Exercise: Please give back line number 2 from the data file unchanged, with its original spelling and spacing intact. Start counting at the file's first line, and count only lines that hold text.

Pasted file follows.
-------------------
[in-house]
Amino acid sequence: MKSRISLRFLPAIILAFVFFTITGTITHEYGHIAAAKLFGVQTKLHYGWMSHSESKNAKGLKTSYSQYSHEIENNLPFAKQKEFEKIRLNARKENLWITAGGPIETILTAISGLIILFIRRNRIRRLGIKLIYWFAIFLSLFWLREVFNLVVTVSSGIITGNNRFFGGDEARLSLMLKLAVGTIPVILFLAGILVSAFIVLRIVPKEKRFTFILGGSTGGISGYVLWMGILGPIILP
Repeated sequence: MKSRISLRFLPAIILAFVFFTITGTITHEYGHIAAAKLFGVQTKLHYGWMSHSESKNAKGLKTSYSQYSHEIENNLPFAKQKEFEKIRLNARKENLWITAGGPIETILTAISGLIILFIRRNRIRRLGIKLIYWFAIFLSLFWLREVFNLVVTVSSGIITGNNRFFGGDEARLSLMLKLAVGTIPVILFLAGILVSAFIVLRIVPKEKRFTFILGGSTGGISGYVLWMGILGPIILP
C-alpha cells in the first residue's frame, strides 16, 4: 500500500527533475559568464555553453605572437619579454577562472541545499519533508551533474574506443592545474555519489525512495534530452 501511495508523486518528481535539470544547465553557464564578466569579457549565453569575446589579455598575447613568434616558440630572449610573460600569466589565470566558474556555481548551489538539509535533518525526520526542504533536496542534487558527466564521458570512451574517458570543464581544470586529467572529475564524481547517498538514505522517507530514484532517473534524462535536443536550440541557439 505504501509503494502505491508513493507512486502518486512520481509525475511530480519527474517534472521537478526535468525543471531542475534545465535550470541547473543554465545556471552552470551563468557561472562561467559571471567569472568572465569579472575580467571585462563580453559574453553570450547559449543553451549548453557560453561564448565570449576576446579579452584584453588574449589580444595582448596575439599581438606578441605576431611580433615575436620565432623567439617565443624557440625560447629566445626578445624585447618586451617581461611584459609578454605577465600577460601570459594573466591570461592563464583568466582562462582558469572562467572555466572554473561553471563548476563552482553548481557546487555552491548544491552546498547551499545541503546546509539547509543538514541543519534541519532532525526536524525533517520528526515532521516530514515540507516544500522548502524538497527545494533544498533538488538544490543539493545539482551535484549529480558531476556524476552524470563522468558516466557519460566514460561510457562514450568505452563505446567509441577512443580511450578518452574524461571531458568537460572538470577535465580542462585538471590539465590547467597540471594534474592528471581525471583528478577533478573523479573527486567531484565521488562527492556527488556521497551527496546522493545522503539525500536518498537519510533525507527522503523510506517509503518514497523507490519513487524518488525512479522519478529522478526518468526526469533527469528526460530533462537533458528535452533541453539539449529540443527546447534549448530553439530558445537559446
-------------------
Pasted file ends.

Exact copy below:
Amino acid sequence: MKSRISLRFLPAIILAFVFFTITGTITHEYGHIAAAKLFGVQTKLHYGWMSHSESKNAKGLKTSYSQYSHEIENNLPFAKQKEFEKIRLNARKENLWITAGGPIETILTAISGLIILFIRRNRIRRLGIKLIYWFAIFLSLFWLREVFNLVVTVSSGIITGNNRFFGGDEARLSLMLKLAVGTIPVILFLAGILVSAFIVLRIVPKEKRFTFILGGSTGGISGYVLWMGILGPIILP